I held the chipped, gleaming black triangle between my fingers, taking note of how easily it reflected the rays of the mid-day sun.
“Obsidian,” my second-in-command said with a hint of pride. “Remember Earth history?”
“Barely,” I whispered, not wanting highlight the abundance of years since I graduated from the United Interplanetary Alliance Academy.
“Third year, second semester,” Amy replied. “I got an A. As for the arrowhead, it's got to be at least five hundred years old. Maybe more,
unless the Primalists’ hatred for technology has led them to start fashioning their own weapons.”
“I wish that were the case.”
“Should I radio the Viper squad, have’m set down for egress?” I held my silence for a moment, gazing upon the half-kilometer wide blast zone
before us. The earth was littered with the burned-out husks of smoldering pine trees and scorched dirt, all of it in stark contrast to the thick
stands of evergreens that lined the perimeter. UIA aerial pattern bombings were precise, guaranteed to kill anyone - and anything - within the target
area while leaving the surrounding vegetation untouched. Staring at the forest, I had a deep, uneasy feeling that an entire platoon of Primalist
infantry lurked somewhere amid the trees, watching us, waiting. I tossed the arrowhead into the ashes.
“Call them in,” I said. “and tell’em the enemy dead count is zero.”
Amy shifted her electron pulse rifle to her other hand, and flipped the visor of her black combat helmet upwards to expose a face that telegraphed
disappointment. She silently mouthed, “Zero?” It was as if she meant to say, Are you really going to tell them that?
Slinging my rifle behind my shoulder, I trudged back up the hillside in her direction. “My first command, a high-priority recon mission, and none of
my team gets killed. Hell, nobody even got hurt. I’d call that a success, wouldn’t you? To hell with the brass if they don’t like it.”
Amy smiled, and then touched the comm button on the side of her helmet. “Alpha Company to Viper squadron...enemy dead zero, take us home.” She
turned and looked up the mountain, jutting her thumb in the air. “You guys hear that?” One by one, black fatigued, body-armor clad UIA soldiers,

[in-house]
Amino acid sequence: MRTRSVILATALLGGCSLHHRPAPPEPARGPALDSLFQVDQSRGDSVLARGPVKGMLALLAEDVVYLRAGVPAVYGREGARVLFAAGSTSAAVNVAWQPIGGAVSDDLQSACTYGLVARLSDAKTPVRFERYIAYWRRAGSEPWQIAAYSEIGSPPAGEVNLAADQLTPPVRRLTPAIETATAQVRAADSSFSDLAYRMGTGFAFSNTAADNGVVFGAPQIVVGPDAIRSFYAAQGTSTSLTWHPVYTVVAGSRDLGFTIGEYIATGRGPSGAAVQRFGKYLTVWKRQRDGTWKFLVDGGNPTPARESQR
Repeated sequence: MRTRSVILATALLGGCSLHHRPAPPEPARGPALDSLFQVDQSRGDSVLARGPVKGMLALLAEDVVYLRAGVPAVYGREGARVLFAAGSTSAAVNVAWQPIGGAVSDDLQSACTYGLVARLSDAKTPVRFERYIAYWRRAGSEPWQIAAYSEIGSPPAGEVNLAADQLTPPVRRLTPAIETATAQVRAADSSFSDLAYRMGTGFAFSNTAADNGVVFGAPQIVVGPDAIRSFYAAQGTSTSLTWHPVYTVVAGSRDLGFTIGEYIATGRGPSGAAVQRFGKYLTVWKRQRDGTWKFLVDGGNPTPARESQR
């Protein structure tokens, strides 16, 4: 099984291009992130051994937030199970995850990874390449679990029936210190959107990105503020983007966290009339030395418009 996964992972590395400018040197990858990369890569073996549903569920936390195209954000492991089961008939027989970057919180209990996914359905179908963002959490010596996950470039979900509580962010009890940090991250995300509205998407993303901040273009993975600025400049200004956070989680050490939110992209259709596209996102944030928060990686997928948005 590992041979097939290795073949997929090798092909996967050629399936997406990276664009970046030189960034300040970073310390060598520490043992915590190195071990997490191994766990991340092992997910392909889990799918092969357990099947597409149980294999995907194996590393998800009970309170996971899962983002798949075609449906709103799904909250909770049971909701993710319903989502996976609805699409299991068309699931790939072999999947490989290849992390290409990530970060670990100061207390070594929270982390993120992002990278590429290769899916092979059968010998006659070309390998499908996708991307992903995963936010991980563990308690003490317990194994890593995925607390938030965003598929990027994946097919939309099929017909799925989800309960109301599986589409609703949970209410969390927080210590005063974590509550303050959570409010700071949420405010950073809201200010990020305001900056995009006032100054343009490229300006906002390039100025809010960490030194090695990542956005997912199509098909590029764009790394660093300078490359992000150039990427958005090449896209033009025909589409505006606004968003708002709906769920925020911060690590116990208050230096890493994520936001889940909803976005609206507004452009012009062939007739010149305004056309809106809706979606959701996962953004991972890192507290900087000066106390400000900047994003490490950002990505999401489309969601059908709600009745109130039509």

the members of my eight-man team, stood up and waved, signaling that they’d heard the news. Amy turned to me again, grinning. “Better luck next
Halfway up the hill, I braced my boot against a sturdy, granite rock and turned to look upon the jagged, tree covered hills of the Sierra Nevada
Mountains. A crescent moon hung just above the horizon, a silent observer to the war-torn landscape below. The sense of irony was inescapable: we
humans had begun our migration to the stars centuries ago, colonizing dozens of distant planets, only to find ourselves returning to the very place
we’d left. Not only that, but returning to battle our own fellow human beings, fanatics who hated modern technology, and hated us. Growing up, I’d
always imagined the first interplanetary war would be against some alien species. Go figure.
We climbed to the top of the ridge, and then clawed our way through a seemingly endless jungle of high-sierra scrub brush. Our path took us into a
dense grove of butterscotch pines. The forest was silent; the only sounds being occasional chirps of wild birds in the canopy above. Quietly and
carefully we stepped, trying to disturb the carpet of dry pine needles under our feet as little as possible. Primalists were excellent trackers, but
three years of fighting the Terran conflict had taught us not to leave evidence of our movements. Stealth was everything; our lives depended on it.
We emerged from the pines to an open, wildflower-covered meadow: the landing zone. “Viper Squadron,” Amy called into her helmet mike. “Alpha
Company at the tree-line, all clear.”
A pair of olive colored, delta shaped aircraft swooped out from behind the mountain. The Vipers were approaching in tight formation, flying low to
avoid anti-aircraft rounds that might rise from the surrounding treetops at any moment. Their turbofan engines, two on the side of the fuselage and
one jutting out in front, rotated downward in preparation for landing. The team hunkered on their knees to avoid the spray of leaves, twigs, and
pinecones being blasted in all directions. The first aircraft, code-named Viper One, touched ground and the cabin door slid open, the side gunner
swinging his electron cannon outward.
Then Viper One exploded.